Are These the Solution to Ending Animal Collisions?

Dedicated wildlife crossings are being built across the West to reduce vehicle collisions with many species.

Cars drive under a wildlife crossing overpass in Canada's Banff National Park.
Wildlife overpass on the Trans-Canada Highway in Banff National Park.
Craig Zerbe / Shutterstock

P-22 was a living legend. The seemingly invincible mountain lion earned his fame in part for being an expert car dodger—the first known mountain lion to survive crossing the 405 and 101 freeways. He spent most of his 12 years in Los Angeles’s Griffith Park, often prowling under the Hollywood sign

In December, though, a driver plowed into P-22 on Los Feliz Boulevard, and he had to be euthanized. P-22’s death made the news nationwide. He had a massive funeral at L.A.’s Greek Theatre, and there is now a permanent exhibit in his honor in the city’s National History Museum. 

Less regarded, however, are the 1 to 2 million other animals mowed down by drivers in the U.S. every year. Wild animal-related accidents on our roads comprise almost 5 percent of vehicular collisions, kill 200 people, and injure more than 30,000 people yearly. If you’ve ever seen a windshield shattered by a deer’s impact, you know the damage that hitting an animal can inflict.

Car-animal crashes also decimate delicate wildlife systems. Plus, the problem is expensive: Over five years, collisions between wild animals and vehicles cost a total of $8 billion. In California, Interstate 280 is the state’s deadliest highway for animals, costing around $178,439 per mile annually in emergency response, insurance costs, vehicle damage, and more for wildlife-vehicle collisions. In the state’s Santa Clara County, drivers kill up to 5,000 newts each winter and spring.

One powerful solution? Wildlife crossings. Wildlife crossings are structures—think a bridge, tunnel, overpass, underpass, or culvert—built to facilitate wildlife movement across man-made barriers, including roads and railways.


How do wildlife crossings work?

Although the vast majority of wildlife don’t migrate, they do need to move around their habitat to meet various biological requirements. They don’t know how to avoid cars, trucks, and trains on their own, but the combination of wildlife crossings with barrier fencing that inhibits animals from stepping onto roads is 83% effective at preventing collisions, according to Fraser Shilling, director of the UC Davis Road Ecology Center.

“The number one thing we can do for driver and animal safety in wildlife habitat areas,” Shilling says, “is to put up barrier fencing to prevent wildlife access to the road surface. This is especially true in our valuable national parks, which were created to protect wildlife, but visitors regularly collide with the wildlife.” 

Connecting wild animals’ habitat helps save mountain lions, yes, but also elk, bighorn sheep, squirrels, birds, lizards, coyotes, porcupines, skunks, and many other species, some of which are endangered, across the Western United States. Black bears and Pacific newts are also vulnerable because they frequently attempt to cross highways amid shrinking habitat. 

Aerial view of the Wildlife Bridge that spans State Route 77 near Tucson, Arizona.
Wildlife crossing on State Route 77 near Tucson, Arizona.
Tim Roberts Photography / Shutterstock

Where are wildlife crossings in use or in progress?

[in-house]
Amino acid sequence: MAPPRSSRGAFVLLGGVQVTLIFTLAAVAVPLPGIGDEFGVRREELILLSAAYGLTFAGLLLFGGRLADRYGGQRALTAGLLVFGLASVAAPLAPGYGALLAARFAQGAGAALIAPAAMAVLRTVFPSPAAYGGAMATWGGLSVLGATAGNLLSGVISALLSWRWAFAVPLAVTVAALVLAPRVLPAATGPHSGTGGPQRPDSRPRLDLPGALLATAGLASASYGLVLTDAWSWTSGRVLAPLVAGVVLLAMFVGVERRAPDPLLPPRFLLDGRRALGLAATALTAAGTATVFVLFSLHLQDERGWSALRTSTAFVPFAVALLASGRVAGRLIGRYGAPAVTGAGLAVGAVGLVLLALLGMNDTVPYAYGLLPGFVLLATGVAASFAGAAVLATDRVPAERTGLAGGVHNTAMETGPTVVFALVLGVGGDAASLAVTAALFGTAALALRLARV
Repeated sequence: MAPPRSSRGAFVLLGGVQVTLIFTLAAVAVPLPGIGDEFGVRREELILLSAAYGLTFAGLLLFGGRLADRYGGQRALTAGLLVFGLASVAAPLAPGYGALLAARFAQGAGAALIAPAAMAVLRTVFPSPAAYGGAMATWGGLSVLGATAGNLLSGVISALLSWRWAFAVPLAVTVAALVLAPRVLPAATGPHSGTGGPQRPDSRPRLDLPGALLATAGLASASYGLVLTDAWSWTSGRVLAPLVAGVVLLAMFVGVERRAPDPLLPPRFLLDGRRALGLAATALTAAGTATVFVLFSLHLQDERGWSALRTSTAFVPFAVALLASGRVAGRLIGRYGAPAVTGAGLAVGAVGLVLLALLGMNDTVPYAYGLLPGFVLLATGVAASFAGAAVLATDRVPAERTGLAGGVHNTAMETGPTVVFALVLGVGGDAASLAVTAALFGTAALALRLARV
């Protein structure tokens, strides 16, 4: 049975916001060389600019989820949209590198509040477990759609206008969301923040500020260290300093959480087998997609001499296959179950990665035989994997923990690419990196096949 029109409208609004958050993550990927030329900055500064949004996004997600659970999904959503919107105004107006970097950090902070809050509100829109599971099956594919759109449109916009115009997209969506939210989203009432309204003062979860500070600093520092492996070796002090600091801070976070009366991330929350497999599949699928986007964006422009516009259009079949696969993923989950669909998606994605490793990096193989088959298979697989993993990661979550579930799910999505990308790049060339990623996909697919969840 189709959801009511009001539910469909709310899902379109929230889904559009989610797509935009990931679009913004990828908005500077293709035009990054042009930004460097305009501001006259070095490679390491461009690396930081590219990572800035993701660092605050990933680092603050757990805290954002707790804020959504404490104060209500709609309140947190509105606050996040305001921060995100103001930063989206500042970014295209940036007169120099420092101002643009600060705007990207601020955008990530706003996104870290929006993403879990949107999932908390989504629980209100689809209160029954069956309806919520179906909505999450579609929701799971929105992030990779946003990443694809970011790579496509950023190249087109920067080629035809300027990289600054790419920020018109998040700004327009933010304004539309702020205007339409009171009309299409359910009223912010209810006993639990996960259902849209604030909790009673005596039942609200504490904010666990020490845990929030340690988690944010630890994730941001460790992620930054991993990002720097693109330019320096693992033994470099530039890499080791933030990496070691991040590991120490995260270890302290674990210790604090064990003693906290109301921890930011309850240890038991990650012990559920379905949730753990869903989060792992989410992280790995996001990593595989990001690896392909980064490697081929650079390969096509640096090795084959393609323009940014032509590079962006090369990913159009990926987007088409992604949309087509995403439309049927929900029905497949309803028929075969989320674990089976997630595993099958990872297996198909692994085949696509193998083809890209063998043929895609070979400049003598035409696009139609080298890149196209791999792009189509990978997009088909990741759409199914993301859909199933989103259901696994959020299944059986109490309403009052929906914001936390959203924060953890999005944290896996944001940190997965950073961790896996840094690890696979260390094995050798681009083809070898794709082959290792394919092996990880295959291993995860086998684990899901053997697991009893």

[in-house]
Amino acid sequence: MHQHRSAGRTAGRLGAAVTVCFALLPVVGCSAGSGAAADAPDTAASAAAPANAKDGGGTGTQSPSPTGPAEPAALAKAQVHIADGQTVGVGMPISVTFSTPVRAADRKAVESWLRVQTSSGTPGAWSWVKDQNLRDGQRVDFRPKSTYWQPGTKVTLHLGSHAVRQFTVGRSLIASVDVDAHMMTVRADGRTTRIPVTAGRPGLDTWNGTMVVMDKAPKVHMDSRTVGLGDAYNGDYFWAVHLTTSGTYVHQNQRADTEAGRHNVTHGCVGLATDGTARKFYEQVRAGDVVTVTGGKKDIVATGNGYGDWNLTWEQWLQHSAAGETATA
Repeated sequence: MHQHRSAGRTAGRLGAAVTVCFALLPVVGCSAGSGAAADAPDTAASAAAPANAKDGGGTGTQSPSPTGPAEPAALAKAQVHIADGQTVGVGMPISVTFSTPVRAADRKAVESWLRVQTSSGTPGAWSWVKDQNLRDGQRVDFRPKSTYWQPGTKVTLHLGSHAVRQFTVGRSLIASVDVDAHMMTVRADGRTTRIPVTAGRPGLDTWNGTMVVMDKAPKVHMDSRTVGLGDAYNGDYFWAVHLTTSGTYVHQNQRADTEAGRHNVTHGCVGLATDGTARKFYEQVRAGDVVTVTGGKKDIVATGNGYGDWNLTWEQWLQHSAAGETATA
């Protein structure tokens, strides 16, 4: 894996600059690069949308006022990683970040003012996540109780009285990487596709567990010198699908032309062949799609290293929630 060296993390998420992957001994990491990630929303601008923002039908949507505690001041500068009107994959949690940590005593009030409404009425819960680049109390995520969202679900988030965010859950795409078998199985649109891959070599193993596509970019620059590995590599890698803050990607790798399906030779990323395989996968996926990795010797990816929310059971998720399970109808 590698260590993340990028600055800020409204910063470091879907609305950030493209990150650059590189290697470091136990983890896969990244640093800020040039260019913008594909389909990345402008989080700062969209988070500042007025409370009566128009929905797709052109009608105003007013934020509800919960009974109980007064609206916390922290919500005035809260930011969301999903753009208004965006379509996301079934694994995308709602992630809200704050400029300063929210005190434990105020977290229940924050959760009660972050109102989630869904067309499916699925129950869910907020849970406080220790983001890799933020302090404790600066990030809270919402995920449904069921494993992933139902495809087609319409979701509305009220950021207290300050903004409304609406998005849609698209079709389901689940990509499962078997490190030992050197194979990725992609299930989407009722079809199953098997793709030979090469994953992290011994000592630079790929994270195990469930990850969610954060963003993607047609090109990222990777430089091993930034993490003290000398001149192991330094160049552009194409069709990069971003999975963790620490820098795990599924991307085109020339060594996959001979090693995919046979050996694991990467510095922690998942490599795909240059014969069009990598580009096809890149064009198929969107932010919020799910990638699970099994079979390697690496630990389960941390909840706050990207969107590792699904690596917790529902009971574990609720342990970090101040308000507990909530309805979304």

Interstate 90 in Washington boasts impressive wildlife crossings, with over- and under-crossings providing safe passage for wildlife of all sizes, from moose to salamanders. 

Arizona is home to the nation's first "wildlife crosswalk," a high-tech system on State Route 260 that recognizes animals approaching a stretch of road, then informs drivers so they can slow down. It’s been 97% effective in reducing collisions with elk and deer on that stretch of road. 

In Utah, more than 700 animals per year use the wildlife bridge at Parleys Summit along Interstate 80. And Wyoming’s Kemmerer Highway 189 Wildlife Crossing is underway to protect mule deer herds and other animals. 

Last year, Los Angeles broke ground on the Wallis Annenberg Wildlife Overcrossing, which will span 10 lanes of Highway 101 to create a safety corridor between the Santa Monica Mountains and areas to the north. It will be the world’s largest wildlife overpass, and P-22’s story helped raise the money to construct it. 

Last September, California’s governor, Gavin Newsom, signed the Safe Roads and Wildlife Protection Act (A.B. 2344), into law, paving the way for more wildlife crossings. The new law has bipartisan support and requires agencies to identify barriers to wildlife movement and prioritize crossing structures when building or improving roads. After its passing, the legislature approved nearly 1 billion dollars in new funding to pay for these crossing structures.

It also directs state agencies to develop a project list for areas where wildlife crossings could reduce wildlife-vehicle collisions and enhance connectivity. Citizen science can help too; the California Roadkill Observation System, for example, lets anyone collect and report roadkill data, which informs these types of lifesaving projects. 

“These tragedies are preventable if California invests in more wildlife crossings, which protect both wildlife and people from dangerous collisions,” says J.P. Rose, an attorney and policy director for the Center for Biological Diversity, in a press release from the center. “For decades we’ve been building roads that slice through habitat and block animals’ movement. Now we know better, and we’re finally taking the necessary steps to improve connectivity and make roads safer for people and wildlife.”